Nice is the epitome of the high-cultured living that is so widely advertised as life on the French Riveria. From Place Massena, with bright pastel buildings and elegant checkered floor tiles, to too-bright blues of water that seems dyed, to charming sea-side towns, Nice meets the expectations of tourists that have seen the typical French Riviera postcards.
Nice’s main attractions are centered around the Vielle Ville, or Old Town. Departed from the main road by a wall and a downward flight of stairs, Vielle Ville is a busy community full of restaurants, many serving authentic Niçoise food. Most restaurants have patios that spill out into plazas or streets, narrowing the walking path to a few shoulders wide. Souvenir and wine shops are scattered among the numerous shops, with impossible numbers of people crammed into narrow passages. You could feel that everyone was walking these alleys to relax, shop, and enjoy the excellent cuisine found in France.
There are two things that I recommend every traveler try in Nice: socca and a tasting menu. Socca, a crispy chickpea pancake baked in a wood-burning oven, is a local specialty and native to this region of France. Socca can be found in abundance in Nice and I tried the dish at Chez René Socca on a rustic corner in Vieux Ville. Worn-down wooden tables and chairs line either side of the cobbled streets. Piping hot socca is scraped off a platter onto paper plates then shovelled into eager mouths. The sheer number of people sampling socca from this corner has led to the absence of available table space for customers who do not purchase a drink (they are pretty strict about this). Nevertheless, the salty and crispy pancake is perfect for a snack while enjoying the many sights of Nice.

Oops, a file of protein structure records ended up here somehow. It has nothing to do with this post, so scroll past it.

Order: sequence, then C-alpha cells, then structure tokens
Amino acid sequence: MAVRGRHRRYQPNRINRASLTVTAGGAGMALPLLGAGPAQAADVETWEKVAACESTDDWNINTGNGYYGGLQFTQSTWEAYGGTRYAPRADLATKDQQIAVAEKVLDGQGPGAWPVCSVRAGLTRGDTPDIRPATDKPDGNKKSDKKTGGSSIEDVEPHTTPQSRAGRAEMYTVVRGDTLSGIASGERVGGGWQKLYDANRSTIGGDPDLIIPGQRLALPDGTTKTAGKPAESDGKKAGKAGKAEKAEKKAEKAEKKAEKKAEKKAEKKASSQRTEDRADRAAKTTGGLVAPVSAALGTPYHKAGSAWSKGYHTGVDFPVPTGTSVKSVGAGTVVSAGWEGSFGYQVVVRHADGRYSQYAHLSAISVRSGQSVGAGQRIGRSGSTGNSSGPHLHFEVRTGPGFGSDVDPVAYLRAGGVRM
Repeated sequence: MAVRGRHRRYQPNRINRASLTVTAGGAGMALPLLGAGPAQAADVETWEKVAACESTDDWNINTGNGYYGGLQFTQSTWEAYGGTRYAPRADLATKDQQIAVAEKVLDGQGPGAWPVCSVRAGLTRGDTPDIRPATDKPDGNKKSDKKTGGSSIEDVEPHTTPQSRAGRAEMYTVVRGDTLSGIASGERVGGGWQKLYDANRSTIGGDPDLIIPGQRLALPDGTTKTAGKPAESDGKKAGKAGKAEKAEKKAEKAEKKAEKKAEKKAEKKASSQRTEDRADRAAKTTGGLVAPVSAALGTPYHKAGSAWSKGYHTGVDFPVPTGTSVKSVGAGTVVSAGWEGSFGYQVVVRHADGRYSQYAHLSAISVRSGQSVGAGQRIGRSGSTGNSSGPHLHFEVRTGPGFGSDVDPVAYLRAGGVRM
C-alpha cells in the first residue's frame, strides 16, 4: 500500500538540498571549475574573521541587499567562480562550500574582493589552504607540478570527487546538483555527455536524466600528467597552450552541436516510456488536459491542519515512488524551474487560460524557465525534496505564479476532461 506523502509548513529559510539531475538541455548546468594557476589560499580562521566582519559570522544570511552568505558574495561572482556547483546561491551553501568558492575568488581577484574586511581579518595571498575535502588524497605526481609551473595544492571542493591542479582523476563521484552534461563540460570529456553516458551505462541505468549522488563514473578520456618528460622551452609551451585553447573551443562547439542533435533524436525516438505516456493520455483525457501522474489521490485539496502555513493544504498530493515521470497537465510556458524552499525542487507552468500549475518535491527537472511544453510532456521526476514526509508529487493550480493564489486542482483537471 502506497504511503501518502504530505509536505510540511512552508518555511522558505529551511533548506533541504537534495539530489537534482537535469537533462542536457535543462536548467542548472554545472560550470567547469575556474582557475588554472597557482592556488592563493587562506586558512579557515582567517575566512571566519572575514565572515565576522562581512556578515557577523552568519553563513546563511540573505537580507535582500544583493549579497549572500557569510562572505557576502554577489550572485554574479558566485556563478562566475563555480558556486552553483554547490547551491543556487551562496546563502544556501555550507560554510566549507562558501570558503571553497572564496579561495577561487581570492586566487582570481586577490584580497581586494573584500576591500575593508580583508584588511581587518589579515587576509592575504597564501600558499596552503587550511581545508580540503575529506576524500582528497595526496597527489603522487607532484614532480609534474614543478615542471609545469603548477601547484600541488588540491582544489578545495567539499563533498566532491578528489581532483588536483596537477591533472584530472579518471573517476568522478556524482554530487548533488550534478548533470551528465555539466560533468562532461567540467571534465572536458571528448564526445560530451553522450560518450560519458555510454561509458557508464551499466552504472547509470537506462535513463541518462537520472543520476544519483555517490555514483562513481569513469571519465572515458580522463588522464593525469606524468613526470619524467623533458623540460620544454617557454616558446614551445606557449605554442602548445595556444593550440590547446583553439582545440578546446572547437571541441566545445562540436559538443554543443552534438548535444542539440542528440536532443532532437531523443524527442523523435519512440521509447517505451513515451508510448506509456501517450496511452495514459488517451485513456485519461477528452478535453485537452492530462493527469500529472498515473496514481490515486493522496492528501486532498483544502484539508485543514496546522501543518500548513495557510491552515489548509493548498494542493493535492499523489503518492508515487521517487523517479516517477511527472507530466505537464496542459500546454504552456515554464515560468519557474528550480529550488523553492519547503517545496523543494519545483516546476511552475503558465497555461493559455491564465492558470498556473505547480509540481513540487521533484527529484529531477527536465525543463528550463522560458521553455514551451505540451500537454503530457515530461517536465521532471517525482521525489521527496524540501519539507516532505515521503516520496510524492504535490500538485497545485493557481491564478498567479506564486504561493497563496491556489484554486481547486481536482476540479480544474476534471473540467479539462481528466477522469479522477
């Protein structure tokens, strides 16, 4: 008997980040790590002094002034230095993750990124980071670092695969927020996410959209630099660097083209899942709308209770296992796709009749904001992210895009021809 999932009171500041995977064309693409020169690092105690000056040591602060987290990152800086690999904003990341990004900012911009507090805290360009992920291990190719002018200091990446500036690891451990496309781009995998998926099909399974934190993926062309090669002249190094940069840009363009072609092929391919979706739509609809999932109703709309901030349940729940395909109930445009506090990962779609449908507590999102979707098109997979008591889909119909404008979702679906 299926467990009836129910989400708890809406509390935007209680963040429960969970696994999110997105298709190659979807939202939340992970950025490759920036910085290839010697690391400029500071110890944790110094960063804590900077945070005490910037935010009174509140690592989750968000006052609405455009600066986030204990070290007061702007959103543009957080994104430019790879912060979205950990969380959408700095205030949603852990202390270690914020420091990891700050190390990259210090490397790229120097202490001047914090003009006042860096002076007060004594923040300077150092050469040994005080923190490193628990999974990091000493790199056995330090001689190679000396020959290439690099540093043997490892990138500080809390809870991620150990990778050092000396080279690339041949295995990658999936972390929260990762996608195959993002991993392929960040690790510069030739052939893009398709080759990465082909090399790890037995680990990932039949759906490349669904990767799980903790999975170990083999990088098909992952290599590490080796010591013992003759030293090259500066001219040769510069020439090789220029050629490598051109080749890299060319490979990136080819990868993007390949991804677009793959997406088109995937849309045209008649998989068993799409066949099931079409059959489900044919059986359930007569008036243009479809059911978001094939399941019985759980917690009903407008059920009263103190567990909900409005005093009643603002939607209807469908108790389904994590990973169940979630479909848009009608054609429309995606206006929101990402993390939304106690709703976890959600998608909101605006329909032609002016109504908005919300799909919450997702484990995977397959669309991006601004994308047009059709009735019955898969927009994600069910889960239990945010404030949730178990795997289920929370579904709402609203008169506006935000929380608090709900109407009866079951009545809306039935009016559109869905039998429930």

I ended up sampling a tasting menu with ten dishes, including some traditional French food. The tasting menu had ten small portions of European cuisine, including some tasty favorites like lasagna and beef stew. Ratatouille, a vegetable stew that inspired a Disney movie, was my favorite because of its refreshing taste from the richness of pastas, pizzas, and meats that were the common menu items. Being a part of the vibrant restaurant atmosphere in Nice, people-watching and admiring the unique décor were added benefits of eating in Vielle Ville.
One of the nicest views of the city can be found at the lookout points from Castle Hill. To reach the top of the hill, you can take a lift from Promenade des Angles, or find a set of stairs at the eastern end of Vielle Ville. The short hike up the stairs and along the road are usually deserted, making a nice contrast to the bustle of the rest of the city. Along the path, you will pass some amazing mosaics, decorative gardens and smothering greenery. The top of the hill boasts a great view of the promenade, beach, and a view of the city. Nice also has a few museums (Marc Chagall!) and churches that are worth visiting if you had the time.